Background Information on Governor James Pleasants
& written by Judy C. Ware
When Josiah William Ware first joined the military, his official commissioning papers were signed by James Pleasants, Jr. - the 22nd Governor of Virginia. Josiah was 22 years of age at the time, and he was joining the Virginia Militia. Obtaining the rank of Captain, Josiah was assigned to the third regiment and third division of Artillery.
Governor James Pleasants Jr. was born in Virginia on October 24, 1769. He was raised in a Quaker family and graduated from William amp; Mary College. He practiced law after graduation and was later elected to the U.S. House of Representatives in 1811. He served in that capacity until 1819, at which time he resigned in order to accept a vacant seat in the U.S. Senate. He left that position to accept the governorship of Virginia in 1822. It was during this time (1822 to 1825) that he signed the commissioning papers for Josiah.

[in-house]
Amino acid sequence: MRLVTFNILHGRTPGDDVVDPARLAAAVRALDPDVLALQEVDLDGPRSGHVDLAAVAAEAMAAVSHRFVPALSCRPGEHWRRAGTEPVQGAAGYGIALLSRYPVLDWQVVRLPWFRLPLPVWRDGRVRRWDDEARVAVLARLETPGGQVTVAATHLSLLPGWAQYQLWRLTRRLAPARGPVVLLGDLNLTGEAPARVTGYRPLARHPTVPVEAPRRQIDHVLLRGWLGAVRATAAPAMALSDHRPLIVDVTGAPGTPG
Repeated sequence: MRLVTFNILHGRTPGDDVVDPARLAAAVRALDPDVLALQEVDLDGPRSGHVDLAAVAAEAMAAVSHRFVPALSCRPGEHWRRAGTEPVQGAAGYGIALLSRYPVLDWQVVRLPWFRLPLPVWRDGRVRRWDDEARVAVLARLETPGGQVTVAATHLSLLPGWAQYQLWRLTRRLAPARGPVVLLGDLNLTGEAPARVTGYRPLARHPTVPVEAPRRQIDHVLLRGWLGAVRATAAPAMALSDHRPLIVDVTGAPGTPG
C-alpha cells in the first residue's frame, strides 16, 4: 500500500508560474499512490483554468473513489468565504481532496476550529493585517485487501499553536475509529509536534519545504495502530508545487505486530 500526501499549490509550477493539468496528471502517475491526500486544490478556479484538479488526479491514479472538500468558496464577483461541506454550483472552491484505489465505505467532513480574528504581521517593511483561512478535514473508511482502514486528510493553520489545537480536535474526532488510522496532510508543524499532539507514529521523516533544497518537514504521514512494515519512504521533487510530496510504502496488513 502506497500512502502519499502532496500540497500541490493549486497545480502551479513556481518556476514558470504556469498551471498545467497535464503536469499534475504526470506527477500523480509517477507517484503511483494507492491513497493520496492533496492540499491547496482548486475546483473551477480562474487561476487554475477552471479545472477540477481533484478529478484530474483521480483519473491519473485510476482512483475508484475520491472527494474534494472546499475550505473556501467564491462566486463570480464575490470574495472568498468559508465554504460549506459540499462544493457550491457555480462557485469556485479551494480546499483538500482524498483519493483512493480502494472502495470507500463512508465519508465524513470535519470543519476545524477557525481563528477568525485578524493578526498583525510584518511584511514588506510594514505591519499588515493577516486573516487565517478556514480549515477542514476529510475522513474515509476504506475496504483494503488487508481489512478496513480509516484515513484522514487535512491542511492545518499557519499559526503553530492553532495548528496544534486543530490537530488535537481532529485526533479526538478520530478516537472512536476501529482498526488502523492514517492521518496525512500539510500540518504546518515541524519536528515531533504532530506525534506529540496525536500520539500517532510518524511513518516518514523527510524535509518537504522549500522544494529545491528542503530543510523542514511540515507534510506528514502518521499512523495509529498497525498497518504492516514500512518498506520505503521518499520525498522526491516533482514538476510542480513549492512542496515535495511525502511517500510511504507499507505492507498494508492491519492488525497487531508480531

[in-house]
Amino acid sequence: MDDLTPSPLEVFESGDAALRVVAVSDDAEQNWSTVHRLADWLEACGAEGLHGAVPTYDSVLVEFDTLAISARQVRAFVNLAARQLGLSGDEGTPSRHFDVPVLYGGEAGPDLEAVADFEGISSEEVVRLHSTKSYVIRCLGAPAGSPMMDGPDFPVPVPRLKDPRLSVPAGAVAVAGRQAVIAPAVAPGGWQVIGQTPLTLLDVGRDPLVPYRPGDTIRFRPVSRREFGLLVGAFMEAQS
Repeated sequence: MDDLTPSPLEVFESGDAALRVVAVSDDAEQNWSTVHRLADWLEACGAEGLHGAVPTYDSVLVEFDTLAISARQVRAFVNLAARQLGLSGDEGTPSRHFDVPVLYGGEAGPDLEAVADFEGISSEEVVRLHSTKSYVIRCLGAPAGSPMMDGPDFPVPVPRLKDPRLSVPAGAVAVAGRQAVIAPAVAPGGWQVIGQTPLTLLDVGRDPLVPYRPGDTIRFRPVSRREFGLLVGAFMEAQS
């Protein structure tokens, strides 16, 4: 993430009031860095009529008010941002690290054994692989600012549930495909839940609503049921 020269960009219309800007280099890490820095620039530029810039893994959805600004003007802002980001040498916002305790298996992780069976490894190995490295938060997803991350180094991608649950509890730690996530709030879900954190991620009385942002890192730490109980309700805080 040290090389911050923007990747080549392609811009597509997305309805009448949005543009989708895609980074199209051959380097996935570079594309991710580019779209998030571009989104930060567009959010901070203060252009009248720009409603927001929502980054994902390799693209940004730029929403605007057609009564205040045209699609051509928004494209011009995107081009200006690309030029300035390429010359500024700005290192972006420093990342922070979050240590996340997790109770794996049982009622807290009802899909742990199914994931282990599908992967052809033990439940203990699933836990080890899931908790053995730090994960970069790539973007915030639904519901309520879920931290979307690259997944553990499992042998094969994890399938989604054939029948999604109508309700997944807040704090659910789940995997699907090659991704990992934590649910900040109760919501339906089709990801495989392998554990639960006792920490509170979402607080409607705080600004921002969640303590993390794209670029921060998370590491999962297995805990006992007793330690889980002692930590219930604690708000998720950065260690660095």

The original Virginia militia was first formed in 1607 during the colonization of the state by England. Its' main purpose at that time was to ward off invasions, prevent attacks from the Native Americans, and enforce the laws of the colony as set by Great Britain. After the Revolutionary War, the state militia stayed intact. George Mason, the principal author of the Virginia Declaration of Rights, wrote directly to this subject under Section 13 of that document. It stated that "a well regulated militia, composed of the body of the people, trained to arms, is the proper, natural, and safe defense of a free state." Initially, militia service in Virginia was compulsory for all free males. It stayed this way until after the Civil War. After 1865, however, Reconstruction governments forced upon Virginia an all-volunteer militia system.
Therefore, when Josiah was commissioned in 1824, he was performing his compulsory duty as a free Virginian. He stayed active in the militia from 1824 until after the Civil War - obtaining the rank of full Colonel along the way. When hostilities broke out in 1861, there were several efforts made to promote him to General, but his age (almost 60) was a defining factor at that point.
** Wikipedia 2008
This site maintained by John Reagan and last updated July 18, 2009